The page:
The U.S. death toll from the coronavirus topped 800,000 people on Tuesday.
The news comes as we learn the latest variant of the virus is spreading faster than any previous version.
New cases of the omicron variant were confirmed in North Texas.
The World Health Organization says the omicron variant has been detected in more than 75 countries, but health experts say it’s likely already in most parts of the world.
Denton County on Tuesday announced its first confirmed case.
The omicron variant is now confirmed in 8 Texas counties, including Tarrant, Collin and Denton counties here in North Texas
The WHO said the omicron variant is spreading faster than any previous version of the virus.
Tarrant County Public Health Director Vinny Taneja says he expects a new global COVID-19 wave fueled by two things: the delta variant that never went away and the omicron variant with three times the number of mutations as delta.
"When you have this many mutations occur, it can evade natural immunity," Taneja said. "People that gained immunity from having illness and people that gain immunity from having vaccinations."
The WHO also warned not to dismiss omicron as mild as an increased number of cases could once again overwhelm hospitals.
Taneja says adult hospitalizations have mostly leveled off, but there has been a slight increase in pediatric hospitalizations over the last few weeks.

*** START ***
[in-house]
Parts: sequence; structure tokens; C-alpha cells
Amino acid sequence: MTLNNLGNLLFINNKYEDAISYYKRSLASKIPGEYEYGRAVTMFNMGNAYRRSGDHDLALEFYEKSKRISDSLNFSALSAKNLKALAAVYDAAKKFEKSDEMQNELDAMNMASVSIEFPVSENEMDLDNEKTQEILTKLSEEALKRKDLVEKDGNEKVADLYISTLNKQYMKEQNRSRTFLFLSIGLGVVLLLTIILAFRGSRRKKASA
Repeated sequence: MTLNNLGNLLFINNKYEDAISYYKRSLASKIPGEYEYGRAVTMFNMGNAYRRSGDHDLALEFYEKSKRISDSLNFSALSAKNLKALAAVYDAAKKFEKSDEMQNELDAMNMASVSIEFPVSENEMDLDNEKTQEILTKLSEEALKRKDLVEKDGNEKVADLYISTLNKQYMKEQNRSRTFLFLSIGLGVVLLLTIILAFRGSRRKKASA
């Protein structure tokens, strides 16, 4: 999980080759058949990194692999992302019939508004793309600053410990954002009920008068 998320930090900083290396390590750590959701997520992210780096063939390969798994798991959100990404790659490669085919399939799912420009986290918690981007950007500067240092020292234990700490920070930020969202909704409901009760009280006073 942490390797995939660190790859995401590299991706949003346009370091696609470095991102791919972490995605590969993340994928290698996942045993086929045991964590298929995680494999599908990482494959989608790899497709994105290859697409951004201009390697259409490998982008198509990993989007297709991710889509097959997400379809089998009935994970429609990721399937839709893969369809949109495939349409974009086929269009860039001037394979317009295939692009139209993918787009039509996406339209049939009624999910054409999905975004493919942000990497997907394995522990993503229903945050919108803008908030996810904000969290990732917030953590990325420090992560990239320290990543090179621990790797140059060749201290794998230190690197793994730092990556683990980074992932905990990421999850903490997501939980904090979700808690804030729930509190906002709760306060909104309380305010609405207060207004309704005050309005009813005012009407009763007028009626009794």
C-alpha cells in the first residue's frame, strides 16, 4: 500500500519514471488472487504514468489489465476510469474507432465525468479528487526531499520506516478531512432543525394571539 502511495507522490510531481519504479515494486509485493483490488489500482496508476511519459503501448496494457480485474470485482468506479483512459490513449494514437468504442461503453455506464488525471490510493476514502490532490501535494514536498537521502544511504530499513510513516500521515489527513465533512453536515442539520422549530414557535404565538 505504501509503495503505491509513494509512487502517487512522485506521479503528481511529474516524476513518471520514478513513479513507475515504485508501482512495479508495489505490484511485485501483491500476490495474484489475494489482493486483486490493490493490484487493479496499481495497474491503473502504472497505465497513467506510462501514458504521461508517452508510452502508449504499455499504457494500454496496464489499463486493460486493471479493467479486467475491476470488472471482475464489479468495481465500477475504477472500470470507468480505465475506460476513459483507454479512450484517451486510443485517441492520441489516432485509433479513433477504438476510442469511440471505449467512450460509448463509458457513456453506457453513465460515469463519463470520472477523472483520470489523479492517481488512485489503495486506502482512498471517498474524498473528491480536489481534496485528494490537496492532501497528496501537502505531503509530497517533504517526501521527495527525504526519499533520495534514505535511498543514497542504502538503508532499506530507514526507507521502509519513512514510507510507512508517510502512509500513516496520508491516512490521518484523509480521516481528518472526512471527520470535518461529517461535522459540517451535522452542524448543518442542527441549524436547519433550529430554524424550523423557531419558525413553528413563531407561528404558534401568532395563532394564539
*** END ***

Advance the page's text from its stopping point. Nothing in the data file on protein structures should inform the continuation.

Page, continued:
It’s a similar story in Denton County with pediatric hospitalizations and new cases both trending upward.
Denton County Public Health Director Dr. Matt Richardson says while delta is still the dominant variant in Texas, omicron is gaining momentum. It detected an omicron case for the first time and announced it Tuesday.
"This is, yet again, another variant of concern," he said. "We don’t know how it will mutate and evolve, so it’s again time to redouble efforts."
Both Richardson and Taneja are urging the public to make getting a booster shot a top priority.
"We have had over 1.1 million people fully vaccinated in the county, but only about 220,000 or so who have had their booster dose," Taneja said. "If you really want to put a stop to all of these variants, everybody needs to get vaccinated."
When it comes to holiday travel, Taneja points out the high COVID activity in other states from New Mexico into the Midwest and throughout the northeast. He recommends if you decide to travel, take extra precautions and be aware of what’s going on in those states.